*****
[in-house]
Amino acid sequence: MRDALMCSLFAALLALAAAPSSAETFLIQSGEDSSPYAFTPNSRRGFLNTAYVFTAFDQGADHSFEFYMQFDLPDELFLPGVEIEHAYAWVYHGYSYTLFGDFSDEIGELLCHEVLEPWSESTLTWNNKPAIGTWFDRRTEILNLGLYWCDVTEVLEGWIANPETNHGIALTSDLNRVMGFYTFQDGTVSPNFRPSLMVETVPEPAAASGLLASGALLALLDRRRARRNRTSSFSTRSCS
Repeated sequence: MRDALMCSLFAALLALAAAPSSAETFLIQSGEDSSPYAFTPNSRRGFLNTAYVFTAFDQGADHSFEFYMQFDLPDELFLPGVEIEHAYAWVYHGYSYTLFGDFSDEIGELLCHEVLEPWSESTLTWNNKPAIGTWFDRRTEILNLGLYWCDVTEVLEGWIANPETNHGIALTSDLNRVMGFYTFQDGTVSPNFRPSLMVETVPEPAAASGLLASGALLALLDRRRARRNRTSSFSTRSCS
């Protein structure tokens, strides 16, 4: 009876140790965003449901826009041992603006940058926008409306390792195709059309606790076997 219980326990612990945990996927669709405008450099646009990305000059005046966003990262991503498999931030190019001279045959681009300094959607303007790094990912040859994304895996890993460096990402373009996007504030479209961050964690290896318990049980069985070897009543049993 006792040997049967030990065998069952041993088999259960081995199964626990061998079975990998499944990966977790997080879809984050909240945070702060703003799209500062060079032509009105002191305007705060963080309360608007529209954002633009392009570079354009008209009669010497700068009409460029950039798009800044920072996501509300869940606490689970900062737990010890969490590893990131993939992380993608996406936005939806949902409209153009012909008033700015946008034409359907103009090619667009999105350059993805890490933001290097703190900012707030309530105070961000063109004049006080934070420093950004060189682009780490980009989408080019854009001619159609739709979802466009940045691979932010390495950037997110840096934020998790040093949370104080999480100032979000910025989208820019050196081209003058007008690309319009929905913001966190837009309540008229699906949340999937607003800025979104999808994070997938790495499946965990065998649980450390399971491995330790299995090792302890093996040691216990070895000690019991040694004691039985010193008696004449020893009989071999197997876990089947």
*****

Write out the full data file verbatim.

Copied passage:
[in-house]
Amino acid sequence: MRDALMCSLFAALLALAAAPSSAETFLIQSGEDSSPYAFTPNSRRGFLNTAYVFTAFDQGADHSFEFYMQFDLPDELFLPGVEIEHAYAWVYHGYSYTLFGDFSDEIGELLCHEVLEPWSESTLTWNNKPAIGTWFDRRTEILNLGLYWCDVTEVLEGWIANPETNHGIALTSDLNRVMGFYTFQDGTVSPNFRPSLMVETVPEPAAASGLLASGALLALLDRRRARRNRTSSFSTRSCS
Repeated sequence: MRDALMCSLFAALLALAAAPSSAETFLIQSGEDSSPYAFTPNSRRGFLNTAYVFTAFDQGADHSFEFYMQFDLPDELFLPGVEIEHAYAWVYHGYSYTLFGDFSDEIGELLCHEVLEPWSESTLTWNNKPAIGTWFDRRTEILNLGLYWCDVTEVLEGWIANPETNHGIALTSDLNRVMGFYTFQDGTVSPNFRPSLMVETVPEPAAASGLLASGALLALLDRRRARRNRTSSFSTRSCS
């Protein structure tokens, strides 16, 4: 009876140790965003449901826009041992603006940058926008409306390792195709059309606790076997 219980326990612990945990996927669709405008450099646009990305000059005046966003990262991503498999931030190019001279045959681009300094959607303007790094990912040859994304895996890993460096990402373009996007504030479209961050964690290896318990049980069985070897009543049993 006792040997049967030990065998069952041993088999259960081995199964626990061998079975990998499944990966977790997080879809984050909240945070702060703003799209500062060079032509009105002191305007705060963080309360608007529209954002633009392009570079354009008209009669010497700068009409460029950039798009800044920072996501509300869940606490689970900062737990010890969490590893990131993939992380993608996406936005939806949902409209153009012909008033700015946008034409359907103009090619667009999105350059993805890490933001290097703190900012707030309530105070961000063109004049006080934070420093950004060189682009780490980009989408080019854009001619159609739709979802466009940045691979932010390495950037997110840096934020998790040093949370104080999480100032979000910025989208820019050196081209003058007008690309319009929905913001966190837009309540008229699906949340999937607003800025979104999808994070997938790495499946965990065998649980450390399971491995330790299995090792302890093996040691216990070895000690019991040694004691039985010193008696004449020893009989071999197997876990089947």